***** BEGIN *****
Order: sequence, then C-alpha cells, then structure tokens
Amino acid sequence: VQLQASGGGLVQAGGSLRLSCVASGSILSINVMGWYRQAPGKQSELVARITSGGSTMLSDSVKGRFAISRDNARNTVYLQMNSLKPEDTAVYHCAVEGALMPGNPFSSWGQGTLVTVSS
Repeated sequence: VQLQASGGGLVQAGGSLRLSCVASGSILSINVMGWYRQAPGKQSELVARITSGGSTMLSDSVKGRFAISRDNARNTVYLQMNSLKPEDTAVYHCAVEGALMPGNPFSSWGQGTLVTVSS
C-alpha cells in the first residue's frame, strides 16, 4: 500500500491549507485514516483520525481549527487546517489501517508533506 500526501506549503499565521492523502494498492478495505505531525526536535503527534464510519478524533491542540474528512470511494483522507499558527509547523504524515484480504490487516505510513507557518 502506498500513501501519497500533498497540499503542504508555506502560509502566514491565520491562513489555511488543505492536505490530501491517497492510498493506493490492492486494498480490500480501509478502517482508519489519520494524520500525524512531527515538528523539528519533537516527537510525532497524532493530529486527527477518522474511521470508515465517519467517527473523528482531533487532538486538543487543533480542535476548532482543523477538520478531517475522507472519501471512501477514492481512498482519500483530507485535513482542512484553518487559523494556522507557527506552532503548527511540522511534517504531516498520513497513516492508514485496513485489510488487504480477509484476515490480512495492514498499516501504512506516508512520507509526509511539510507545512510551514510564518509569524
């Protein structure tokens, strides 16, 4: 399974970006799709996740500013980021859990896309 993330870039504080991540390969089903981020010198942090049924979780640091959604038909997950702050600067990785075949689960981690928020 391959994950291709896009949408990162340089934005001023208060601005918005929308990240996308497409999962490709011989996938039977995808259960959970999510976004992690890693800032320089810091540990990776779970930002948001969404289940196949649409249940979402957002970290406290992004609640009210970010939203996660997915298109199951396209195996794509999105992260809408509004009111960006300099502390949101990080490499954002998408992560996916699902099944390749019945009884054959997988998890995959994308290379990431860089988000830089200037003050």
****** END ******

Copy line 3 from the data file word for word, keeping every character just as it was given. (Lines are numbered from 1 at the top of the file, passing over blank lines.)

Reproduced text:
Repeated sequence: VQLQASGGGLVQAGGSLRLSCVASGSILSINVMGWYRQAPGKQSELVARITSGGSTMLSDSVKGRFAISRDNARNTVYLQMNSLKPEDTAVYHCAVEGALMPGNPFSSWGQGTLVTVSS